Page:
2023 Reports 1 to 5 of the Commissioner of the Environment and Sustainable Development to the Parliament of Canada—Commissioner of the Environment and Sustainable Development’s Opening Statement to the news conference

2023 Reports 1 to 5 of the Commissioner of the Environment and Sustainable Development to the Parliament of CanadaCommissioner of the Environment and Sustainable Development’s Opening Statement to the news conference

Good morning, and thank you for joining me. I’m Jerry DeMarco, Canada’s Commissioner of the Environment and Sustainable Development. I would like to begin by acknowledging that we are on the traditional unceded territory of the Algonquin Anishinaabe people.

I am here today to discuss 5 performance audit reports that were presented to Parliament this morning. Together, these 5 reports show that climate change and biodiversity are intrinsically linked and that these 2 crises need to be addressed through decisive and concerted actions.

When I look at all of the Office of the Auditor General of Canada’s reports that have flagged these grave concerns over the years, it’s clear that we have been repeatedly ringing the alarm bells. Now, these bells are almost deafening.

Our past audits show that Canada has failed to meet many of its climate and biodiversity targets, and I’m extremely concerned that without a significant shift in approach, this trend will only continue. Even if we succeed at reducing greenhouse gases in our atmosphere and restoring natural habitats, there’s no coming back from some of the damage that has already occurred: while trees can be replanted, extinct species do not magically come back to life.

We can learn from past failures, limit the worst effects of climate change and biodiversity loss, and build a better future for generations to come. Or we can keep walking the same path, ignoring the deafening alarm bells, and leaving our children to face the consequences of our failures.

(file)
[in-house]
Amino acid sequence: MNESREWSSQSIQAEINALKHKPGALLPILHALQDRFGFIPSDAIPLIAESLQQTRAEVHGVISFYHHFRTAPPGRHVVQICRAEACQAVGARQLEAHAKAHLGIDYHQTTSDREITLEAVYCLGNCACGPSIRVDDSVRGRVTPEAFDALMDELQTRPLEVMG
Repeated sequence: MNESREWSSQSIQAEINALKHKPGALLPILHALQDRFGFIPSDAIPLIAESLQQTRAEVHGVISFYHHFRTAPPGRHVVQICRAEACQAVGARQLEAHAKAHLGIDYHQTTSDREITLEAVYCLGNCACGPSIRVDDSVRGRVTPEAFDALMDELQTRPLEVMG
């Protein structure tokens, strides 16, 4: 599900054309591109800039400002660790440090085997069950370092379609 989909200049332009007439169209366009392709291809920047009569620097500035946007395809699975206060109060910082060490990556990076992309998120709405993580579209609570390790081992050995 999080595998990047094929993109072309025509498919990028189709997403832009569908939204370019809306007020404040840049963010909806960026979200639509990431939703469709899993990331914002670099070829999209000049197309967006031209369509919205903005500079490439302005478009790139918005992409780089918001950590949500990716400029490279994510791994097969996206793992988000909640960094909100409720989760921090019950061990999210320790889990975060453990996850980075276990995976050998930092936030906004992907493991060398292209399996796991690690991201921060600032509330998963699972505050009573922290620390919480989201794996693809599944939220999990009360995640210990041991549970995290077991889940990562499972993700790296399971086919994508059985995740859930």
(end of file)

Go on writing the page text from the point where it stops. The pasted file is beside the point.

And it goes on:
Our first audit focused on whether Environment and Climate Change Canada, Fisheries and Oceans Canada, and Parks Canada met the timelines set out in the Species at Risk Act for developing the documents that are required to support the recovery of wildlife species at risk. We also wanted to know whether the objectives set out in the recovery strategies and management plans were being met.

Overall, we found that the 3 organizations’ efforts to plan and report on the recovery of species at risk were slow and lacking, and that objectives were being met for less than half of all species for which there was sufficient data.

What this means on the ground is that 416 of the 520 species at risk that have been reassessed since 1982 either showed no change in status or had entered a higher risk category. In other words, in more than 4 decades, the status had improved for only about 1 in every 5 species at risk.

We found large backlogs of progress reports that are intended to keep departments accountable and show whether the actions being taken are having a meaningful impact. Of the 399 progress reports that Environment and Climate Change Canada was required to produce, it had completed only 1. Without this ongoing monitoring, the government may miss opportunities to improve outcomes for species.